> Inc, which you identified as your business' previous name. Please provide
    > the amendment to the Certificate that changed the business name to JumpBox,
    > Inc or provide JumpBox's own Certificate of Incorporation.
    see attached
    > If you have any questions, please feel free to contact me. I look forward
    > to working with you. Thanks!
    Tiffany, thanks for your time. Please indicate the specific
    deficiencies on the application I submitted. We can give you whatever
    tax papers you request for Q3 and Q4 of 2006. We do not have 3 years
    of anything to give you because we are a startup that was founded in
    July. I understand that this Angel Tax credit program is geared
    towards startups like ourself so I'm not sure how you can seriously
    expect 3yrs of anything from us- unless I'm misunderstanding what
    you're asking for... please call me and we'll clarify what remains to
    qualify us.Sean 602.281.4648
    Jul 08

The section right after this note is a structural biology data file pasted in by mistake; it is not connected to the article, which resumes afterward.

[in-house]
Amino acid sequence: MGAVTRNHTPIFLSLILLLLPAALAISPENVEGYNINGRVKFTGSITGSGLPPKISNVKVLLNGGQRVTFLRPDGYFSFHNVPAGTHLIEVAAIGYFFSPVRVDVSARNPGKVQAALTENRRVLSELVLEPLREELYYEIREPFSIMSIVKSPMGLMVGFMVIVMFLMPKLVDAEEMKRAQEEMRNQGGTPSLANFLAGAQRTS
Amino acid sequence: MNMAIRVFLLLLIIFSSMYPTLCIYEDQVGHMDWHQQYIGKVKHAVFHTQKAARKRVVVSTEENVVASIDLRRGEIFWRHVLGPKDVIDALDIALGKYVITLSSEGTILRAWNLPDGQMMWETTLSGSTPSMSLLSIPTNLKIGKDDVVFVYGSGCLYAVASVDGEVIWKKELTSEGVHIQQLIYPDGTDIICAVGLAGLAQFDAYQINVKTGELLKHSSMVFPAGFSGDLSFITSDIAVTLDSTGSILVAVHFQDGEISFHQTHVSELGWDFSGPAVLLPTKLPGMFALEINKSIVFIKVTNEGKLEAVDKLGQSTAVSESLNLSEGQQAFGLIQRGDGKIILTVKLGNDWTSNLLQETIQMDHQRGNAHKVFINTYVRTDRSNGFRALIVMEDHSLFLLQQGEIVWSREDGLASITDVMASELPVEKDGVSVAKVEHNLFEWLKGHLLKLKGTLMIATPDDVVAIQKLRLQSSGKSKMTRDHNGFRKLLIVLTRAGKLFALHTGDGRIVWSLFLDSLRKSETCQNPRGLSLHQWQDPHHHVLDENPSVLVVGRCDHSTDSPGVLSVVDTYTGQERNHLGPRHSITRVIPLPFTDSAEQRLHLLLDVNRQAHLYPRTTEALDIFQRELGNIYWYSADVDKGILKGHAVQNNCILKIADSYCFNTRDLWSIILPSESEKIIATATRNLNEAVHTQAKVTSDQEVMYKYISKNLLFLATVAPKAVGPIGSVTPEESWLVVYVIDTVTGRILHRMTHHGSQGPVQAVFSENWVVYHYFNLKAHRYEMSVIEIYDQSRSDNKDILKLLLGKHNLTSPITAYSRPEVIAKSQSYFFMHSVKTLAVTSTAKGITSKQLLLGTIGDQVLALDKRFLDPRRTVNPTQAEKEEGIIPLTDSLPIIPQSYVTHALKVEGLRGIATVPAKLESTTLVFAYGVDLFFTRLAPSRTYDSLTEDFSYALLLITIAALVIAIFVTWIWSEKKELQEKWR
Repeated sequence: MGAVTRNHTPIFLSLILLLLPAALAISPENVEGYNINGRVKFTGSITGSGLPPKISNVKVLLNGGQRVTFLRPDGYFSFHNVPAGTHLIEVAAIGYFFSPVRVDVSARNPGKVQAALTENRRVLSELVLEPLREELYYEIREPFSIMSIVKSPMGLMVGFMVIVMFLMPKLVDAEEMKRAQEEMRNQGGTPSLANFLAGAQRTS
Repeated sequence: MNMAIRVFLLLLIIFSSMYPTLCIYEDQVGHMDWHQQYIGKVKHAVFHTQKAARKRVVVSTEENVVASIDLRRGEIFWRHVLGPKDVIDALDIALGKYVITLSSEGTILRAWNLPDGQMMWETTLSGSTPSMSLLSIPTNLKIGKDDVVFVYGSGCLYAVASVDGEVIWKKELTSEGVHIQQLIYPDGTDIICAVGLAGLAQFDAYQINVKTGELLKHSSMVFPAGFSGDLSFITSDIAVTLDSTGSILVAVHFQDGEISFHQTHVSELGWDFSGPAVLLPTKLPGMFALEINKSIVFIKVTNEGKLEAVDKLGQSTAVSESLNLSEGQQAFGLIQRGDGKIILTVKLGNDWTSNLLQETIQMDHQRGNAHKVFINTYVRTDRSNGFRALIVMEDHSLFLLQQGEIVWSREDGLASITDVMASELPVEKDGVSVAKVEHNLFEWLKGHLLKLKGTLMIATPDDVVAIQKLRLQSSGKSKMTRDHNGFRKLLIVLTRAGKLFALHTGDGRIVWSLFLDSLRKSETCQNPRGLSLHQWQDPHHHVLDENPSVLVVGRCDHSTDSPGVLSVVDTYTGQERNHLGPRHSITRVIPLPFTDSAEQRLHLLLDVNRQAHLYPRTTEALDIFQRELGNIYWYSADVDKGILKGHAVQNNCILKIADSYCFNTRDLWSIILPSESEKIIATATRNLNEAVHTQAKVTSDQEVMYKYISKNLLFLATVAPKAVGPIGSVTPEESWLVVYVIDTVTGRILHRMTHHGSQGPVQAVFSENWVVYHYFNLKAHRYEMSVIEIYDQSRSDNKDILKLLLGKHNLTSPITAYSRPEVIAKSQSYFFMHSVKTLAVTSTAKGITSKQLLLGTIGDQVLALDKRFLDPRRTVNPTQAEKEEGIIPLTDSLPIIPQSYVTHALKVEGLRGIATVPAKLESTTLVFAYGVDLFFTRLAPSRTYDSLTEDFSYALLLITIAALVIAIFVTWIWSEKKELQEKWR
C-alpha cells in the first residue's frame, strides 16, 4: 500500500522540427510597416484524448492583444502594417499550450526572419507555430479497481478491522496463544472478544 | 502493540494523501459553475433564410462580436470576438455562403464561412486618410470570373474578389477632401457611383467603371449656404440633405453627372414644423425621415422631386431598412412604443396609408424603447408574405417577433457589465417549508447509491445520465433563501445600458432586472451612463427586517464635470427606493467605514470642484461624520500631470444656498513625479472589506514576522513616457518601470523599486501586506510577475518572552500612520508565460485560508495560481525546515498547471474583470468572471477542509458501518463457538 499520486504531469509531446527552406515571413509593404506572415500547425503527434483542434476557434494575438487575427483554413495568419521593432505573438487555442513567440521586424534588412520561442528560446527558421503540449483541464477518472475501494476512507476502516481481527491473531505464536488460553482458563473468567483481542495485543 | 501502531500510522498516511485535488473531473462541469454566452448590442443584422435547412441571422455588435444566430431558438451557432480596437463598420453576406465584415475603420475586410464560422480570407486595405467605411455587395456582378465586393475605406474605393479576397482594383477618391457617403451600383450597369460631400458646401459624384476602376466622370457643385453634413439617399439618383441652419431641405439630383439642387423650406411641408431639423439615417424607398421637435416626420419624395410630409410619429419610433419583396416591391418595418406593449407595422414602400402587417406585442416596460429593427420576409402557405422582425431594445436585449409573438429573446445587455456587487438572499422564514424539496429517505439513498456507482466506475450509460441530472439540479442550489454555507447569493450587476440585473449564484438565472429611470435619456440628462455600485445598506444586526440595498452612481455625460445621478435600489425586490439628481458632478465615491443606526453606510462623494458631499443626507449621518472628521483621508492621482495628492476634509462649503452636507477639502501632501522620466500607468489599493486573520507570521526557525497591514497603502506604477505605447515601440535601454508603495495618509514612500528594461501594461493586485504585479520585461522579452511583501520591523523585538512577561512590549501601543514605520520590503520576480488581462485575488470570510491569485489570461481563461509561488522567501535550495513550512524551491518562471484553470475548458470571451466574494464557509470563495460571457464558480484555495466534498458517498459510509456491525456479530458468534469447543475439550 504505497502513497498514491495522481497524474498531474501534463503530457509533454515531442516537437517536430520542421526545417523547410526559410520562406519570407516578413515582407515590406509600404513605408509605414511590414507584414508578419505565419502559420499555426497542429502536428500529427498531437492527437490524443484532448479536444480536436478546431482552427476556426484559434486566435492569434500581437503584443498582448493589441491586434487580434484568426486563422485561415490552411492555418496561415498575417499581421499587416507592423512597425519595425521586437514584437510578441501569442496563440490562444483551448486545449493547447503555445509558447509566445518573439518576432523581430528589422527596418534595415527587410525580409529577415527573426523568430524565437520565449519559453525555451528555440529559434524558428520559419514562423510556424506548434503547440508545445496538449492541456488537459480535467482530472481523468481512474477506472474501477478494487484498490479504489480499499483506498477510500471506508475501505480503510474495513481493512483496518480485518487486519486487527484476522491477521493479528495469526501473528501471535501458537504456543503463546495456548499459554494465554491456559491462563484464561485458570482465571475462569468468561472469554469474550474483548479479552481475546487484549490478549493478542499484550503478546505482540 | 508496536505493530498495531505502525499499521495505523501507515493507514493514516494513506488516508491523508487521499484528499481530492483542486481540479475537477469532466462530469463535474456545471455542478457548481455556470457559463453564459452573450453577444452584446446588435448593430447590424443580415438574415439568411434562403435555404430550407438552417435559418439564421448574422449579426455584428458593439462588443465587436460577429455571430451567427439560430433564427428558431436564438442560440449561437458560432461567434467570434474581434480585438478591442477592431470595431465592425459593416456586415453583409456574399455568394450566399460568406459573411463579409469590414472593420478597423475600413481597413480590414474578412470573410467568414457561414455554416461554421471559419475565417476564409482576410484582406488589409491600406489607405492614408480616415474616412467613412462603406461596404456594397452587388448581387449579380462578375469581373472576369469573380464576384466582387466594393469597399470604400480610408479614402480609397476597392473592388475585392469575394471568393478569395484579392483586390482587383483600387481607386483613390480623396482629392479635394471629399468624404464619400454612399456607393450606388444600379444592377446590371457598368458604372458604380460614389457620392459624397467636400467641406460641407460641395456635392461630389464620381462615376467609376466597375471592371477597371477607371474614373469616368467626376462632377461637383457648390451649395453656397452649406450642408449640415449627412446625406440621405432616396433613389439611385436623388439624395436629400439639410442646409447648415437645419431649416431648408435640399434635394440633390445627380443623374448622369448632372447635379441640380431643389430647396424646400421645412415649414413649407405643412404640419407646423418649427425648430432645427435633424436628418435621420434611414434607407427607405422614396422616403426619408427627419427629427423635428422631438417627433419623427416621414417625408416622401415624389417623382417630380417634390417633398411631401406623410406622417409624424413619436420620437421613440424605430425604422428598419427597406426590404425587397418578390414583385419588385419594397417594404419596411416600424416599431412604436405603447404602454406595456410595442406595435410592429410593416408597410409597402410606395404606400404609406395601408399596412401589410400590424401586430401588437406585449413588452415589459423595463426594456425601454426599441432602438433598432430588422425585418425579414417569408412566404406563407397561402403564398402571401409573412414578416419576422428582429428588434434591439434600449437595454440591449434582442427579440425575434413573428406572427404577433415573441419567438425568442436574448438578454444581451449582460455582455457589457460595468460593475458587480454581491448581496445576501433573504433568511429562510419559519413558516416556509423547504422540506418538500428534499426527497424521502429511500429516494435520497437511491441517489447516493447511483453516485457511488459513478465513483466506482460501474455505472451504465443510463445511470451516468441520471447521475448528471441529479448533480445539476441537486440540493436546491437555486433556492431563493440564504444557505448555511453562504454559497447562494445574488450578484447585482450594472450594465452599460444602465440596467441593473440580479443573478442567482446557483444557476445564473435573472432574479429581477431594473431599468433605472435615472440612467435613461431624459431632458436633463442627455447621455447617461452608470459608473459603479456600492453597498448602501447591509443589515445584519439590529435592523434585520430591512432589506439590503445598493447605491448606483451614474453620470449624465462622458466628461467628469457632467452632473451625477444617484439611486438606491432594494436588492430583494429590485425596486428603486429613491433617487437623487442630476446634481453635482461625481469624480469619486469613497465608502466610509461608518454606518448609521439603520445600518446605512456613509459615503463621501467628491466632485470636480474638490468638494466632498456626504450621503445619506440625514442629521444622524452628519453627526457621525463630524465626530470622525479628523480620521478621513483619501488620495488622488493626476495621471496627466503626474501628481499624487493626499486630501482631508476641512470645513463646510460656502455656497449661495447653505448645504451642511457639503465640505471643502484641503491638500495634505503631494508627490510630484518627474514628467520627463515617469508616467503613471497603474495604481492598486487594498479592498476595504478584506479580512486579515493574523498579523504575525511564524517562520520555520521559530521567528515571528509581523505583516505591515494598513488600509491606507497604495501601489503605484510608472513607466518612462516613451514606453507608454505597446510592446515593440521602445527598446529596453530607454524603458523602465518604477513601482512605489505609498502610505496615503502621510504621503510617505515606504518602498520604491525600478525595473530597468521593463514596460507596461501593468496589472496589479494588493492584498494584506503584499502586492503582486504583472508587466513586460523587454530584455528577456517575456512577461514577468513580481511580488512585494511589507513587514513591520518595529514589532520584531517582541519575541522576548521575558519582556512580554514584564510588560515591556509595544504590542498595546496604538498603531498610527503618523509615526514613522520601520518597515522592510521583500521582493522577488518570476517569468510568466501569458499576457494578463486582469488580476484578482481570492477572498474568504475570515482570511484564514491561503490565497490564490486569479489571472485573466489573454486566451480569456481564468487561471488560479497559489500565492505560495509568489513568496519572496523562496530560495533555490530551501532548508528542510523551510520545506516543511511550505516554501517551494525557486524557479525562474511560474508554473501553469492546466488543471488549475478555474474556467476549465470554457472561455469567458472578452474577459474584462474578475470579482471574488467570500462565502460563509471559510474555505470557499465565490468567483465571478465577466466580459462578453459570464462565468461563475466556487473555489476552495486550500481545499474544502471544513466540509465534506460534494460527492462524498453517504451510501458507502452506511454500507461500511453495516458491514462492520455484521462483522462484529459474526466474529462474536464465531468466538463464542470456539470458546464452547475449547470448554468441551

drugCompanyDogfood.jpgI want to propose a radical idea here: to the executives and employees of the major drug companies- if you are an individual responsible in any way for manufacturing, distributing or selling mind-altering drugs, you should be required to sample your own product before you push it on others in the same way that police officers are required to take a hit from the taser weapon before they can administer it in the field. Undoubtedly this idea would meet intense resistance and never get approved. I can hear the opposing arguments now and the rebuttal of “well if that’s your logic then Smith & Wesson employees should have to…” But what if a vitamin manufacturer was unwilling to consume its own product – would you not be skeptical of what they’re selling? Consider for a moment the current state of the pharmaceutical industry: think about the sums of money involved, the incentives at every level to encourage unnecessary prescription of these drugs, think about how they are defended and litigated to minimize exposure and maximize profit in situations where new information comes to light revealing crippling side effects and ultimately recognize who will bear the cost of this government-sanctioned racket in the form of long-term health issues for a significant chunk our population. More and more western medicine appears broken and the problem cannot be isolated to the chemists inventing the compounds in the lab, the clinicians conducting the trials, the lawyers securing the patents, the drug reps pushing the product, the doctor’s and psychiatrists writing the slips, the insurance companies paying the claims or the pharmacists scooping the pills over the counter – it’s the economics of the whole chain the fact that each individual is so removed from the end result that ensures this ugly trend will perpetuate itself indefinitely.